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Let $J$ be a set (usually countable). Let $t_j$, $j\in J$, be variables in ${\mathbb R}/2\pi i{\mathbb Z}.$ Put $u_j=\exp(it_j),$ $j\in J.$ Introduce the following semi-norms on the space of Fourier polynomials ${\mathbb C}[u_j^{\pm 1}|j\in J]:$ for $N\geq 0,$ put $$||f||_N=\max_{t\in (S^1)^J} \sum _{|\alpha|=N} |\partial ^{[\alpha ]} f(t)|$$ where the sum is taken over multi-indices $\alpha=(\alpha_j|j\in J)$; $\alpha_j\geq 0;$ $|\alpha|=\sum_{j\in J}\alpha_j;$ and $\partial ^{[\alpha ]}=\prod_{j\in J} \frac{1}{\alpha_j !}(\frac{\partial}{\partial t_j})^{\alpha_j}$.

Let $C^\infty ((S^1)^J)$ be the completion of ${\mathbb C}[u_j^{\pm 1}|j\in J]$ in the topology defined by these semi-norms.

Question. How to describe $C^\infty((S^1)^J)$ in terms of the Fourier coefficients $a_n$?

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    $\begingroup$ Are you sure you want to consider these metrics? The usefulness of Cᵏ lies in a bound for k⸣th derivatives leading to a bound on variation of k-1⸣st derivatives. However (if I did not miss something) you essentially work in (a class of) metrics on a torus for which the diameter of the torus is infinite. Would not it be better to “allow more metrics on the torus” (leading to more metrics on C∞) so that the estimate mentioned above works? $\endgroup$ – Ilya Zakharevich Nov 11 '19 at 5:08
  • $\begingroup$ Just an example: when I have been investigating the Jacobian of a curve of genus ∞, I was using the topology which is essentially equivalent to a direct product topology. This topology is “infinitely coarser” than the topology on the torus you (apparently) want to consider… (It is in my preprint of ∼’95.) $\endgroup$ – Ilya Zakharevich Nov 11 '19 at 5:17
  • $\begingroup$ Preprint of '97? $\endgroup$ – Boris Tsygan Nov 13 '19 at 16:23
  • $\begingroup$ Yes, coarser topology is good, if one can find it in such a way that the automorphisms and differential-difference operators that I need extend to the completion... $\endgroup$ – Boris Tsygan Nov 13 '19 at 16:31
  • $\begingroup$ (Yes, it is ’97!) In the simplest setup, one takes a product of several circles of radii Rᵢ. If Rᵢ → 0, then the topology is the topology of the direct product. If (Rᵢ)∈ℓ₂, then an estimate of k⸣th derivatives gives a estimate for a variation of k-1⸣st derivative (as above). I would think that if (Rᵢ)∈ℓ₁, then most of the “expected” properties would hold. Still, I would try to start with considering the case when (Rᵢ) are rapidly decreasing. (Should not be hard to cover this case…) $\endgroup$ – Ilya Zakharevich Nov 22 '19 at 10:24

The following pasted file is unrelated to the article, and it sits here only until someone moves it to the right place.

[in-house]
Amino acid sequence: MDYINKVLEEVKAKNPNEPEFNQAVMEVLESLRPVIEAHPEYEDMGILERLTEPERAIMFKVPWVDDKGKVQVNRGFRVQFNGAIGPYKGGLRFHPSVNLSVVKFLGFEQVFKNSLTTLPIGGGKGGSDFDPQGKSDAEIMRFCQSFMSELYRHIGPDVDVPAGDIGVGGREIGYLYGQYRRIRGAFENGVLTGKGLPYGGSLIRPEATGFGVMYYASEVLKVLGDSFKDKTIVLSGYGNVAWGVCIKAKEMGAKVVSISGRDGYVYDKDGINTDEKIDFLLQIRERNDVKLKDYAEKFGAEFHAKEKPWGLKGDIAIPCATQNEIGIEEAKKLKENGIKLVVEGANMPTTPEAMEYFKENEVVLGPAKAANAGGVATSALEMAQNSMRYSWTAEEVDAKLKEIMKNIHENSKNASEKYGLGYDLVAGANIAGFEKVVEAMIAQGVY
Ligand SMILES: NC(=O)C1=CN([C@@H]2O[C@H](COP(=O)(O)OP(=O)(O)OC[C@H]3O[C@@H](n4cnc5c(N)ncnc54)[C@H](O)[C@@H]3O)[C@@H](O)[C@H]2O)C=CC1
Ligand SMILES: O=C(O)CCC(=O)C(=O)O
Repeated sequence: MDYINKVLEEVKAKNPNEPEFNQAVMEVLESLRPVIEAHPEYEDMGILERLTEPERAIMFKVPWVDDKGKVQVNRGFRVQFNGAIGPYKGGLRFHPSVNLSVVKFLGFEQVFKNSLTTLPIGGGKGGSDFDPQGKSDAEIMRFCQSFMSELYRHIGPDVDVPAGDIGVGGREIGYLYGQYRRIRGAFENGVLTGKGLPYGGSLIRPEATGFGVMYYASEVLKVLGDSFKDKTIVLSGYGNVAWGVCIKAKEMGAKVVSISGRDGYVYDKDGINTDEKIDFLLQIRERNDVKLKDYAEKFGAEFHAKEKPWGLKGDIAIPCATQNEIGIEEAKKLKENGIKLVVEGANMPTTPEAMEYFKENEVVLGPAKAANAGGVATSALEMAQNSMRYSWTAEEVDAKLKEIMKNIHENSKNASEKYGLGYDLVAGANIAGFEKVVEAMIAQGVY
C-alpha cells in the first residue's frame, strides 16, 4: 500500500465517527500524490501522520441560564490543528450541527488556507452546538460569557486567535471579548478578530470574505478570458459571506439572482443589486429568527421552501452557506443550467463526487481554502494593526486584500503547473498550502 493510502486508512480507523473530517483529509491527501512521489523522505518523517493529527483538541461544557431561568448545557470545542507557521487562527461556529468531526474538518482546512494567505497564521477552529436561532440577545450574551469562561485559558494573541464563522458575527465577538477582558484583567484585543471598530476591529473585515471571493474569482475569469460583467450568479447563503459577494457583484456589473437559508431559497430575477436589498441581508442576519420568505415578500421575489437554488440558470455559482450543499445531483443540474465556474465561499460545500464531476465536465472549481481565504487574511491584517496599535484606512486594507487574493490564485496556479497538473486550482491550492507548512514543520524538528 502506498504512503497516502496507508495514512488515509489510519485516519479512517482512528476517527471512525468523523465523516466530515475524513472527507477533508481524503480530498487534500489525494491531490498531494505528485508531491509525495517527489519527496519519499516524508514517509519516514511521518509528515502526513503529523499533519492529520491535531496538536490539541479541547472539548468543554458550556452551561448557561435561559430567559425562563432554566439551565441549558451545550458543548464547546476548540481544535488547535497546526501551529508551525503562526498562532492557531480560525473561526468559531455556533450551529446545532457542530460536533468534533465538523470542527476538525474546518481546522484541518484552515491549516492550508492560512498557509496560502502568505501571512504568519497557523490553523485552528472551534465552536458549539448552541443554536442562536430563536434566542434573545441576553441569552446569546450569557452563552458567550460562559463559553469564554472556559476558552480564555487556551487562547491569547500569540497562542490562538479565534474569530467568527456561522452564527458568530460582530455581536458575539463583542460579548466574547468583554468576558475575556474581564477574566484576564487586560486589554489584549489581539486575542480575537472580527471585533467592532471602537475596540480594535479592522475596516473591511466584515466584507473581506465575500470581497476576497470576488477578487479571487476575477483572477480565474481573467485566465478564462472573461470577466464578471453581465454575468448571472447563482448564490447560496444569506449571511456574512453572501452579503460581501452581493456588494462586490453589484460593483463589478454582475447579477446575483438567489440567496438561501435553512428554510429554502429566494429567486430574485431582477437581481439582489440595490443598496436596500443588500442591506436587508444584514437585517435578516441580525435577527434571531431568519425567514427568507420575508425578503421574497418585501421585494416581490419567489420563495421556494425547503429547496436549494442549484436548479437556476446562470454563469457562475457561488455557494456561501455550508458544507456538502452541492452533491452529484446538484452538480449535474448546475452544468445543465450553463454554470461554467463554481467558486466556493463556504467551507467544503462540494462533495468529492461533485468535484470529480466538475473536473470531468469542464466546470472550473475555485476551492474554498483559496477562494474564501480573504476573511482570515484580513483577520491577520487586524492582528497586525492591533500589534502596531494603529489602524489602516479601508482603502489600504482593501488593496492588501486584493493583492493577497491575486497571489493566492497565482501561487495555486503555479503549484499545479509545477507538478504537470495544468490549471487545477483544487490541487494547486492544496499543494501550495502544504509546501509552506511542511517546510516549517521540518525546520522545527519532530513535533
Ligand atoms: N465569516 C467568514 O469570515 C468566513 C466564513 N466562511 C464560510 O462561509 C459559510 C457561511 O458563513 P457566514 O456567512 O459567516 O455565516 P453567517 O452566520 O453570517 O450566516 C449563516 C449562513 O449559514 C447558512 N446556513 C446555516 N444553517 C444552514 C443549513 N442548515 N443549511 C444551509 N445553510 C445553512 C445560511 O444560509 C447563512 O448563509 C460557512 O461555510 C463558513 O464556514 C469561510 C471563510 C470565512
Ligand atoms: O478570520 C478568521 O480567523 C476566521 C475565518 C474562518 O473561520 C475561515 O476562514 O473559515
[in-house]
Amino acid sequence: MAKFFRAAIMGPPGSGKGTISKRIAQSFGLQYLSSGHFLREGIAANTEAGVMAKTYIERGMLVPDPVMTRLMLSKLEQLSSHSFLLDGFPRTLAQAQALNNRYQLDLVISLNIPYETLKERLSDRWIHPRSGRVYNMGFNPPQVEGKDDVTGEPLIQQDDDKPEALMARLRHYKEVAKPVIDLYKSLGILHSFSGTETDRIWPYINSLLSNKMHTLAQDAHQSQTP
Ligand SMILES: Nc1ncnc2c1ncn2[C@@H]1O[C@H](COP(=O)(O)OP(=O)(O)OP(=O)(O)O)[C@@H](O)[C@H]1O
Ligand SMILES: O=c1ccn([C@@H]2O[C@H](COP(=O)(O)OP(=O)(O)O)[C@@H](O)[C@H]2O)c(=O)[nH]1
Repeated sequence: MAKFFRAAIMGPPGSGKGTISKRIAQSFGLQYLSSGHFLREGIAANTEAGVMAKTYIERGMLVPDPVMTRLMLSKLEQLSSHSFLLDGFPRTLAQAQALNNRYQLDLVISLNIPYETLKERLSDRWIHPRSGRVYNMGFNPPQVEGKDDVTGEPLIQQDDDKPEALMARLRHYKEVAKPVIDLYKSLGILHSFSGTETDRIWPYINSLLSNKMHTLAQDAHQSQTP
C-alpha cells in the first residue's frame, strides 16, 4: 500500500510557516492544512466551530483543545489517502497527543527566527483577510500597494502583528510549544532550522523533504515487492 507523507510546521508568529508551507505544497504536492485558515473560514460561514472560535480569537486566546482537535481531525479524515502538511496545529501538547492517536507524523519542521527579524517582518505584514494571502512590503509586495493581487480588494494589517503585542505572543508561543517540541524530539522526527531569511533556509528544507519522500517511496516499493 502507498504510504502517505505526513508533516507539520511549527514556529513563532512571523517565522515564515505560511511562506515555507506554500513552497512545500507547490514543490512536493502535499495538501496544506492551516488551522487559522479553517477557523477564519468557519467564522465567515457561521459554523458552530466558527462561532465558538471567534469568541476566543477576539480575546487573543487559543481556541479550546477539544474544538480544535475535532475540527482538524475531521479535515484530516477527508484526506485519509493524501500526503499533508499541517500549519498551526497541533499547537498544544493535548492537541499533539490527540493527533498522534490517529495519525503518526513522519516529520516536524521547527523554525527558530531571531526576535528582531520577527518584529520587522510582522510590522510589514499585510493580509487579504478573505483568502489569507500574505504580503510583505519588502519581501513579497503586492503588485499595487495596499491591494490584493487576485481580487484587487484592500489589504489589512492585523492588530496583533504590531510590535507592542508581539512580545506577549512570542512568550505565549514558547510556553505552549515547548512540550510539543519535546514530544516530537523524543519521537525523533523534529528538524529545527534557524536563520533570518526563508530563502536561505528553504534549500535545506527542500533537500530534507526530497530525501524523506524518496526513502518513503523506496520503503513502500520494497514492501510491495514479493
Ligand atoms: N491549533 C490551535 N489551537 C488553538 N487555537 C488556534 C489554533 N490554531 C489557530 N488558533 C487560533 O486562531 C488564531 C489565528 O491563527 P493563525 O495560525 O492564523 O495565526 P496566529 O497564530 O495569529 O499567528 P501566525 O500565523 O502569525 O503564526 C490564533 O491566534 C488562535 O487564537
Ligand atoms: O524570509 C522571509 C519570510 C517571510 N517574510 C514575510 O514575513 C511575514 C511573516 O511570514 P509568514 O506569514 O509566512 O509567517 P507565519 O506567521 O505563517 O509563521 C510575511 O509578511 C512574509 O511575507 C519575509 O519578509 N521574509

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This is an off-the-cuff answer so really a comment but too long for that. If you fix the dimension at $p$ then the space you get is $C^\infty(E_p)$, where $E_p$ is $n$–dimensional euclidean space. As $p$ increases, you get a natural projective spectrum of (nuclear Fréchet) spaces. I assume the space that you want is its projective limit—also an $(FN)$-space in the countable case. The required condition on the coefficients is that for each $p$ the restriction of the multi-sequence $(\alpha_j)$ to the first $p$ coordinates is rapidly decreasing in the sense of L. Schwartz.

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  • $\begingroup$ @Ilya Zakharevich projective limits do not work for me, if I am not mistaken. What I need is that certain automorphisms of the infinite dimensional torus extend to the completion. Example: $t_n\mapsto t_{n+1}-t_1.$ Actually I need also some differential-difference operators, i.e. (infinite) sums of such automorphisms composed with partial derivatives, to extend to the completion. $\endgroup$ – Boris Tsygan Nov 13 '19 at 4:52

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